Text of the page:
Growth Trends for Related Jobs
Negotiating a base salary is an important part of putting together your sales compensation package. While your job ultimately depends on your sales, having a guaranteed monthly check is important. Negotiating a higher base will not only put more money in your check, it will demonstrate your resolve as a salesperson.
Salespeople are hired to sell, and if you cost the company more than you generate in sales revenue, you will be let go. How much you receive in a base salary will be factored in that cost-benefit relationship by the company, which is why the company will want to keep your base low. The base salary also represents the company's commitment in you, which is why you need to test their desire to hire you. A base salary provides a cushion, especially if the sales cycle is long or if if there are delays in paying commissions. It is difficult to sell if you are worried about paying bills.
If you have a strong track record in sales, then your negotiating position will also be strong. Be prepared to prove your record and have your W2s for a backup. Your value to a future employer is how much revenue you can generate, and if you can prove your value, then negotiating a higher base will be easier. If you have received any special recognition -- top sales rep or rep of the year -- be sure to share that information. If you have sold consistently at or above quota, that will work in your favor, too.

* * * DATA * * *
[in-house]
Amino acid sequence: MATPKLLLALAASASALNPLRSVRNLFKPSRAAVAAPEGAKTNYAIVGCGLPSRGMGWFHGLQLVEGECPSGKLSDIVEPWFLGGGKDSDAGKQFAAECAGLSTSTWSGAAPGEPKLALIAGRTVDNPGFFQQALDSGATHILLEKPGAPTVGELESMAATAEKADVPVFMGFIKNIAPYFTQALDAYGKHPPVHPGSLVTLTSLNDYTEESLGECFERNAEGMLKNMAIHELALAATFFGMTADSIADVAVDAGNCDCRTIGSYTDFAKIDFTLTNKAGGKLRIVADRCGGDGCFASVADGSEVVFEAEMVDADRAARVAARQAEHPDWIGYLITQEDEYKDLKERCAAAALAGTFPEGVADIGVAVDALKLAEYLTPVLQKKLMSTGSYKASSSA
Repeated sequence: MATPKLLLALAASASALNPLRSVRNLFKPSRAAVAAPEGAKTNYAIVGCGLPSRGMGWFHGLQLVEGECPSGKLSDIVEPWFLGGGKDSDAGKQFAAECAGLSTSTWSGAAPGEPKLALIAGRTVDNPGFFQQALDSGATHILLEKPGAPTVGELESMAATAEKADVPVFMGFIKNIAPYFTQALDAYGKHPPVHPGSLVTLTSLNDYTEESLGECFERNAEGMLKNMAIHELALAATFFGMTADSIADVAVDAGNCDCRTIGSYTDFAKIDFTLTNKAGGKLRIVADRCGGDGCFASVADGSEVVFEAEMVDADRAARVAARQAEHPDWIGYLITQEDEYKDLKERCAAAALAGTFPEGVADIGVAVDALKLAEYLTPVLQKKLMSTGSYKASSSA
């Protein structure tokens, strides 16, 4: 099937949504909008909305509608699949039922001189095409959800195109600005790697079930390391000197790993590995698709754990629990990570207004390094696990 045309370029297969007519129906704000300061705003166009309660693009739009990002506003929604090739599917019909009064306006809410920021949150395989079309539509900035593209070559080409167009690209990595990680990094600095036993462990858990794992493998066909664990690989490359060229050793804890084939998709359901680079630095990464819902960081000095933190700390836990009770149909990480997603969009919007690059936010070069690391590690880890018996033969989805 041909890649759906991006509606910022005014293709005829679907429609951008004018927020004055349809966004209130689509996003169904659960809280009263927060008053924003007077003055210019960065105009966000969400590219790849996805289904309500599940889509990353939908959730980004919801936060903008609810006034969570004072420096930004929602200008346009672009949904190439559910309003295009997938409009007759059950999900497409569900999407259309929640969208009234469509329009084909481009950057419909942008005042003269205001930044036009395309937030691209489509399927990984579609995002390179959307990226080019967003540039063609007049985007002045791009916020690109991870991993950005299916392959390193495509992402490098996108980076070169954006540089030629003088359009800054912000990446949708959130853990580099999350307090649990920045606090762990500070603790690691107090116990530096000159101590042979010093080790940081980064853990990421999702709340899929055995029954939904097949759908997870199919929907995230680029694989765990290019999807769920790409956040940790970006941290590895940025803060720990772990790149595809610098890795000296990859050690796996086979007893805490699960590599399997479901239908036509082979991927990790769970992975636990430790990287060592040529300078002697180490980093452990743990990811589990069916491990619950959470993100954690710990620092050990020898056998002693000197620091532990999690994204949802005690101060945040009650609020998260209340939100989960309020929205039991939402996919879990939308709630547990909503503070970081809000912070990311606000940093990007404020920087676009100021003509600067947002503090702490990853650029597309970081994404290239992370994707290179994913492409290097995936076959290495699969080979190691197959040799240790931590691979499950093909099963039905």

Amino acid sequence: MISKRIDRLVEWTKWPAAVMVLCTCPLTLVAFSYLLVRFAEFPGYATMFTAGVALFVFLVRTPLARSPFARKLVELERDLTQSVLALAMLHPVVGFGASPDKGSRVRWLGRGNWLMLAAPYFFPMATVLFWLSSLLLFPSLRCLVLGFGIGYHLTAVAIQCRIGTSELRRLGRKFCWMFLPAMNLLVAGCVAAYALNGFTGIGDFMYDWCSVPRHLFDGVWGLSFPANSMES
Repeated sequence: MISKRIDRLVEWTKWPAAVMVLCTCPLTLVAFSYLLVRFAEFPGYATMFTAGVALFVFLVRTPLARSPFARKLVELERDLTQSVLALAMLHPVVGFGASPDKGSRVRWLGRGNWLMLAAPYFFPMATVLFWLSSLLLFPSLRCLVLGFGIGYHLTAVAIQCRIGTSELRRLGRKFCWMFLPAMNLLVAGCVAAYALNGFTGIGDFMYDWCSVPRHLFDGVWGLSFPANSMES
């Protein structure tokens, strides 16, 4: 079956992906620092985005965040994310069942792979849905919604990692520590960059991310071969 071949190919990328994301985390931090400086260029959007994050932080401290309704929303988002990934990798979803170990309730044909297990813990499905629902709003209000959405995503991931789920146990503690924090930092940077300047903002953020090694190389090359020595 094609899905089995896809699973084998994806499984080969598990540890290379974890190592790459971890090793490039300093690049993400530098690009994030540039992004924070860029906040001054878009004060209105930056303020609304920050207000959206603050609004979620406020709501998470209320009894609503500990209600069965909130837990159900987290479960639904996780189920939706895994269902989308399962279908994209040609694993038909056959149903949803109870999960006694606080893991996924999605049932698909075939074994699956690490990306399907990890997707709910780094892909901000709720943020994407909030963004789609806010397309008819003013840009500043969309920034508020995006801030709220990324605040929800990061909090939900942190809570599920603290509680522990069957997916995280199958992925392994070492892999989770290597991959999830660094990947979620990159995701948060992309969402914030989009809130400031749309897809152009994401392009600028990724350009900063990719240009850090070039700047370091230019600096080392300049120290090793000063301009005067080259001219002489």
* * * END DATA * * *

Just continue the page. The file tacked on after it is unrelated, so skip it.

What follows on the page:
As part of your negotiating strategy, you need to know what the company's current sales reps are earning and how much their top rep earns. Inquire how many are making their quotas. This information will tell you whether the quotas are realistic or not. If selling at quota is going to be extraordinarily difficult, you will need to factor that into your base salary discussions. Find out what other salespeople in similar positions are making, and use that information to negotiate your base salary.
When Base Salary Is Non-Negotiable
You may run into a situation where the base pay is non-negotiable. This is a possible scenario when the employer is a large firm with rigid policies. If the pay scale has different grades -- rep and senior rep, for example -- ask for the higher grade. Another way around this roadblock is to ask for a retroactive pay raise. Accept the position at the lower base. After 6 months, if you are meeting your targets, then you would get a higher base retroactive to your hire date. If these ideas do not work and the company really wants to hire you, ask for a signing bonus to cushion the lower base.
Thomas Metcalf has worked as an economist, stockbroker and technology salesman. A writer since 1997, he has written a monthly column for "Life Association News," authored several books and contributed to national publications such as the History Channel's "HISTORY Magazine." Metcalf holds a master's degree in economics from Tufts University.